| Jessie Ammons
Sean Barker is the farm entrepreneur at Part & Parcel Farm. On three acres about 20 minutes east of downtown Raleigh, Sean’s annual harvest includes salad greens, root vegetables, asparagus, heirloom tomatoes, peppers, eggplant, squash, cucumbers, and an assortment of berries. Here, he shares more about his roots and inspiration.
Photo by Christer Berg
Within Sean’s diverse background is a stint in the hospitality industry, which led him to pursue the agricultural leg of the business. He started growing for market in his Raleigh front yard six years ago and, after serving as Principal Farmer at Raleigh City Farm for two years, graduated onto a leased three-acre farm late last year. But the interest is far deeper-seeded. “When I was a child, my grandmother always had a very large garden from which she fed her family,” Sean says. “She canned, froze, pickled, made jellies and preserves, and saved her own seed. I admired that self-sufficiency and was always fascinated by the abundance she was able to produce.”
Like all member farm entrepreneurs, Part & Parcel operates biologically and sustainably. To control weeds in the sandy clay loam he works in, Sean uses stale seed-bedding, flame weeding, mulch, and hand weeding. The farm’s 3-acre size suits drip irrigation. Sean takes a similar approach to pest management as other member farmers, too: “I encourage a bio-diverse population of natural pest predators,” he says, combined with “row cover, crop rotation, and variety selection.” It’s about working with the environment rather than trying to control it.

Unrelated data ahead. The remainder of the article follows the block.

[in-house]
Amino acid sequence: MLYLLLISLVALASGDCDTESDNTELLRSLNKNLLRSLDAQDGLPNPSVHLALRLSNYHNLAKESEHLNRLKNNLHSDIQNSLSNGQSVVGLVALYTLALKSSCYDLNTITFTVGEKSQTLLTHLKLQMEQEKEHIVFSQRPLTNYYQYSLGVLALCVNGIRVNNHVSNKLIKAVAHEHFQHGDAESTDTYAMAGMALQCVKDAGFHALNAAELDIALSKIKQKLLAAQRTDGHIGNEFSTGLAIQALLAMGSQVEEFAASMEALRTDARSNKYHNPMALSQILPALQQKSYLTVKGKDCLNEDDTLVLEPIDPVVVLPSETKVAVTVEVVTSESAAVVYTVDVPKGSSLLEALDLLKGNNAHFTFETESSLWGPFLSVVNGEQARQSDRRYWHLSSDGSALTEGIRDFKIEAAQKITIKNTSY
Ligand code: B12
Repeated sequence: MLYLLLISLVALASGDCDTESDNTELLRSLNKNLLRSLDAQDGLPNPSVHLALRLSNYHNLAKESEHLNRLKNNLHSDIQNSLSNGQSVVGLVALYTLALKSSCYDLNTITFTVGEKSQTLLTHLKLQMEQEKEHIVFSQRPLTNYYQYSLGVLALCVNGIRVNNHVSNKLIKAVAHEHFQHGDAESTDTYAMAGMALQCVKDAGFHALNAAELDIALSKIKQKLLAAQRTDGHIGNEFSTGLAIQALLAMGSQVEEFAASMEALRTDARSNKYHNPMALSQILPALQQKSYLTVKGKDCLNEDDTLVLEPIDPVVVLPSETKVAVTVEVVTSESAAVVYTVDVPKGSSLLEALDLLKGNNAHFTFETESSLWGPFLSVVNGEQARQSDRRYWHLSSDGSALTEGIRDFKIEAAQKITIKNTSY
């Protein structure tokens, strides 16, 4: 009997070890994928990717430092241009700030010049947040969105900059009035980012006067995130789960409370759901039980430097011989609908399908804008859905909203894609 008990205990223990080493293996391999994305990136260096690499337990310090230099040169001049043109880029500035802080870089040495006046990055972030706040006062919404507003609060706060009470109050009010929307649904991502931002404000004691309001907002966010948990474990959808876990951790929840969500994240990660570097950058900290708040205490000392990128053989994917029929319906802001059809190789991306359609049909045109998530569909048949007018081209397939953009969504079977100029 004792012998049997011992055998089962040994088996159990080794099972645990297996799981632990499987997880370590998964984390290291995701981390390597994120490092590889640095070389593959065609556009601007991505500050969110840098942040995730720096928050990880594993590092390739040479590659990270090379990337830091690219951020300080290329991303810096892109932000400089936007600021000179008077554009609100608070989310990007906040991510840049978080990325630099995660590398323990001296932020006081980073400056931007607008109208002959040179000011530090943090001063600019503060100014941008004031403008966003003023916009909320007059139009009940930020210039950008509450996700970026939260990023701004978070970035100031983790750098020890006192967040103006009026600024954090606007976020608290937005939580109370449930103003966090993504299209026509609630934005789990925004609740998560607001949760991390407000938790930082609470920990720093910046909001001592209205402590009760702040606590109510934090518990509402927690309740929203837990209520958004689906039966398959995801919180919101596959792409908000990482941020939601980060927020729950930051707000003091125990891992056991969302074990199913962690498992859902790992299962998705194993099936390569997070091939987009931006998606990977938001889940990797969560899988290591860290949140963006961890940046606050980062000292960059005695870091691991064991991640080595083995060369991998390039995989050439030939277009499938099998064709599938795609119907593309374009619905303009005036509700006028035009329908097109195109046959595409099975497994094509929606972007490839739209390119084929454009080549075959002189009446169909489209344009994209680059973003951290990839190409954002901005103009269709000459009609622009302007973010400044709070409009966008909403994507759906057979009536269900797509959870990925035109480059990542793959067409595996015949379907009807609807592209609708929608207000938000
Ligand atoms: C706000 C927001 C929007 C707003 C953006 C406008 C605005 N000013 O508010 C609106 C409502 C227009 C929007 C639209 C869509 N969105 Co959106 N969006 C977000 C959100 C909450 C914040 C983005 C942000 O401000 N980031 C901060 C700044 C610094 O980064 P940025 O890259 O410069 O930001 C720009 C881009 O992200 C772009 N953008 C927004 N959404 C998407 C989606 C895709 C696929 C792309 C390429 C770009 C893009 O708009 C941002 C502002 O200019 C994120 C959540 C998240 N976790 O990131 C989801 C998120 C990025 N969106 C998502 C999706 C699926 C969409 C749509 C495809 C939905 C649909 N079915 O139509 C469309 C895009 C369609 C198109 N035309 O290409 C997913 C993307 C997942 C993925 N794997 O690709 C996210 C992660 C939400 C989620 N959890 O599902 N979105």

Sean characterizes two of his favorite crops as offbeat. He loves to plant beets, even though “they aren’t the most profitable thing to grow. I feel like I’ve really accomplished something when I pull a perfectly sized beet with good greens. I wash it off, stare at the color and shape, and just go, ‘Yeah.’ … I like to eat them, but also they are just so beautiful.”
He’s also a proponent of purple hull peas. “I haven’t figured out how to make them economically viable on a farm scale, but there’s nothing better in the world than a big mess of hand-shelled purple hull peas.”
As his farm’s name suggests, for Sean, growing is an essential part of being. He admits that during the most grueling parts of the season, he wonders why he’s chosen this path. “But in the off season, I pine for it,” he says. “It’s a compulsion. The thought of not doing it gives me serious anxiety.”
It’s also satisfying – actually. “Knowing that people literally eat what I do,” is what makes it worth it, he says. “My hard work yields something that can very directly give people a sense of enjoyment and positively impact their well-being. I get a strange sense of satisfaction out of delivering food to a restaurant and then going back that evening and paying to have it served to me on a plate.”